I think, for Christian parents, we rejoice in our child’s decision to follow Christ, but we still wonder, “Is this real? Does he really get it?” (Am I alone in my doubts?).

I wondered how I could know that my son’s faith was genuine and not just a child’s attempt to please his parents or go through some sort of religious ritual.

But looking back at this first year of Micah’s faith, I don’t wonder if it was real or not. I know it was real because I’ve seen growth.

He is sprouting all over the place!

I specifically remember one day where he was furious at Benji, mostly because of some of Benji’s Autistic tendencies.
“Benji is such a selfish JERK!” Micah cried.
We had had “a day.” I couldn’t disagree. But what could I say? I dug down deep and found the truth, growing in my heart.
“Honey, sometimes it’s hard to love people, ever brothers. But Benji needs love–he needs you.”
“I don’t want to love him!”
“I know. And I can’t make you love him. But I would like you to think about it and pray about it. Pray for him and ask God to help you know how to love him. Can you do that?”
Micah shrugged and gave a half-way nod.

The next morning he came into the kitchen and said, “Mom, I’m feeling a lot better. And I did! I prayed for Benji! I prayed and asked God to help me love him and understand him. And I do love him. I do!”

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One loved Benji

And there it was: Fruit. Luscious, juicy, ripe, wonderful, delicious fruit that was full of seeds.
It was fruit from my life, seeds of love that I asked God to give me for Benji that I then planted in Micah’s life.
The seeds germinated and grew in his little fertile heart, a heart that said yes to Jesus and yes to growth.

Micah’s faith is real. It’s growing and producing fruit, with lots and lots of seeds.

I’ve seen his tenderness toward Benji in other ways too.

In January, we joined Awana. Micah has soared (In fact, he just finished his first Sparks book–in 3 months!!)
Benji has struggled.

But there are so many weeks that I hear my twins earnestly conversing in the back seat of the car on the way to Awana: Micah patiently helping Benji with his verses.
“Ok, Benji: Repeat after me.” And they practice together, over and over again.

Week after week, Micah celebrates Benji’s small victories, even accepting less praise over his impressive scripture memorization in the light that “Benji said one verse tonight!”

Last night, as we drove to Awana, the boys practiced again in the back of the car. But the conversation shifted away from the verses Micah was helping Benji memorize to seed scattering.
“Benji, if you believe in God, you will have life with Jesus!” Micah said.
“I do believe in God, Micah!”

I listened intently. I was amazed at Benji’s confession. His Autistic mind is so fixed on the concrete; I honestly wondered if he would ever grasp the abstract concept of an invisible God who loves and cares for him. Coupling his lack of abstract thinking with his hatred of church, I seriously doubted if he would ever come to know and love God.

But for months I have prayed, “God, you made my son. You know how his mind works. I know you can reach him. Help him to come to know you.”

“You do, Benji?” I asked, looking at him in the rear view mirror at a stop light.
“Yes, and I believe in Jesus too! I want to tell God I believe in him and I want to follow Jesus with my life.”
And he did.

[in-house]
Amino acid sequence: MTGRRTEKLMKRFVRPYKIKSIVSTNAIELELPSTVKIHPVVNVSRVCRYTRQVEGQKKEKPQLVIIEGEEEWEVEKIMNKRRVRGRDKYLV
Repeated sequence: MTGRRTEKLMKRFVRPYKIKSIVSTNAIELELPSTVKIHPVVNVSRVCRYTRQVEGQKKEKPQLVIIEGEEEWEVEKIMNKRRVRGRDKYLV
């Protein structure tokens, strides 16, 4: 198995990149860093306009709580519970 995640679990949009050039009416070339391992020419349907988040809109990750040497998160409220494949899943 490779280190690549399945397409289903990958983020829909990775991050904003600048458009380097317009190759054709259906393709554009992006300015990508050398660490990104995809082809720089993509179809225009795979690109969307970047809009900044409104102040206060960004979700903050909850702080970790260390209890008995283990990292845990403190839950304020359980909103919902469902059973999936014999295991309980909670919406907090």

I asked him a lot of questions, my heart overflowing, but still tinged with doubt: “Is this real? Does he really get it?”
FruitI have faith that it is.

Benji received new life yesterday. God answered my prayers–I don’t know exactly how but I kept trying, I kept talking, I kept listening, I kept accepting him as he is, and I kept praying. And now? A seed has sprouted and I am going do to my best to cultivate this new growth with love and faith.

Every seed starts with faith. We put it in the ground and bury it, having faith that something will happen if we do. Sometimes seeds grow. Sometimes they don’t. But we have to keep trying because it is only by planting a seed that the fruit has a chance to grow, and in growing, multiplying in others to produce a good, good harvest.

*As opposed to a vegetable, where we eat the root (carrot), leaves (lettuce) or flowers (broccoli).

PS. Some other fruit stories:
The Other Side of Despair
Searching for Beauty
When Holy Desire and Motherhood Collide

I hope that our story can bring hope, healing, and happiness to you. TheBamBlog is trying to grow!
Did this post encourage you or would it inspire someone you know?

If so, please share! Thank you! 🙂

Posted in Autism, Christianity, Encouragement, grief, miscarriage, Mom Confessions, Own your Story, Uncategorized

The other side of despair

You know that part in the Anne of Green Gables movie where Anne dyes her hair green and hides in her bed?
“Go away!” she sobs to Marilla. “I’m in the depths of despair!”

“I’m in the depths of despair” became a tongue-in-cheek catch-phrase for my sisters and me as we navigated our teenage years.

Like Anne, most of our woes were trite and worthy of eye-rolling, not sympathy. I really had no idea what despair was until I became an adult.

When I had my miscarriage, I was baptized in grief for the first time.
I learned what hopelessness feels like.

My motherhood journey has looked wildly different than I thought it would be.
On many occasions, especially in the last year, I have literally thrown up my hands, saying “I’ve got nothing. I have no idea what to do.”

And all I can do is ride the wave of that moment, or day, or month, and pray we all come out intact on the other side.

Sometimes I’ve stood on the edge of that deep, black pit, wondering if I am going to fall in. Other times, it’s only when I look back, far removed from the experience, that I realize how close I was to collapsing.